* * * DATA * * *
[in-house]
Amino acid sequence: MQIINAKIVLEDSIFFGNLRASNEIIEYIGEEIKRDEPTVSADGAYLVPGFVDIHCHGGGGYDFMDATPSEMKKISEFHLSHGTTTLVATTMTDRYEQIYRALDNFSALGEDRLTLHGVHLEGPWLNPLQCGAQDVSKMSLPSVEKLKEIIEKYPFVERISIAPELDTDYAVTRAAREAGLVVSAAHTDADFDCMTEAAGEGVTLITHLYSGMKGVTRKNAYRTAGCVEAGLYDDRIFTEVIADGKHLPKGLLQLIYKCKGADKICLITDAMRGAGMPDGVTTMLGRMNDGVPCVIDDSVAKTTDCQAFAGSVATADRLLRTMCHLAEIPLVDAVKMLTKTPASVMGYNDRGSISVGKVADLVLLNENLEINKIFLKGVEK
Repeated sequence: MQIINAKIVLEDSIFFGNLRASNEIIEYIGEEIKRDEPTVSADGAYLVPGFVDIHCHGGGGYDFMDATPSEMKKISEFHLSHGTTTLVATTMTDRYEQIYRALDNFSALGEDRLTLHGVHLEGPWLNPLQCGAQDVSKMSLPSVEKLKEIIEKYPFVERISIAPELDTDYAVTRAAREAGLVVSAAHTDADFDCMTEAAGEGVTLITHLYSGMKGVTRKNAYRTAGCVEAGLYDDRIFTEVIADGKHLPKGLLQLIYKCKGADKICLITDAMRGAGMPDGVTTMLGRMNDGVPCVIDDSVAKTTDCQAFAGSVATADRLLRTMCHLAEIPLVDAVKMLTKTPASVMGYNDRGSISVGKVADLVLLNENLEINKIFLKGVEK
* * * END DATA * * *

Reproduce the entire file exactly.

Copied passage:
[in-house]
Amino acid sequence: MQIINAKIVLEDSIFFGNLRASNEIIEYIGEEIKRDEPTVSADGAYLVPGFVDIHCHGGGGYDFMDATPSEMKKISEFHLSHGTTTLVATTMTDRYEQIYRALDNFSALGEDRLTLHGVHLEGPWLNPLQCGAQDVSKMSLPSVEKLKEIIEKYPFVERISIAPELDTDYAVTRAAREAGLVVSAAHTDADFDCMTEAAGEGVTLITHLYSGMKGVTRKNAYRTAGCVEAGLYDDRIFTEVIADGKHLPKGLLQLIYKCKGADKICLITDAMRGAGMPDGVTTMLGRMNDGVPCVIDDSVAKTTDCQAFAGSVATADRLLRTMCHLAEIPLVDAVKMLTKTPASVMGYNDRGSISVGKVADLVLLNENLEINKIFLKGVEK
Repeated sequence: MQIINAKIVLEDSIFFGNLRASNEIIEYIGEEIKRDEPTVSADGAYLVPGFVDIHCHGGGGYDFMDATPSEMKKISEFHLSHGTTTLVATTMTDRYEQIYRALDNFSALGEDRLTLHGVHLEGPWLNPLQCGAQDVSKMSLPSVEKLKEIIEKYPFVERISIAPELDTDYAVTRAAREAGLVVSAAHTDADFDCMTEAAGEGVTLITHLYSGMKGVTRKNAYRTAGCVEAGLYDDRIFTEVIADGKHLPKGLLQLIYKCKGADKICLITDAMRGAGMPDGVTTMLGRMNDGVPCVIDDSVAKTTDCQAFAGSVATADRLLRTMCHLAEIPLVDAVKMLTKTPASVMGYNDRGSISVGKVADLVLLNENLEINKIFLKGVEK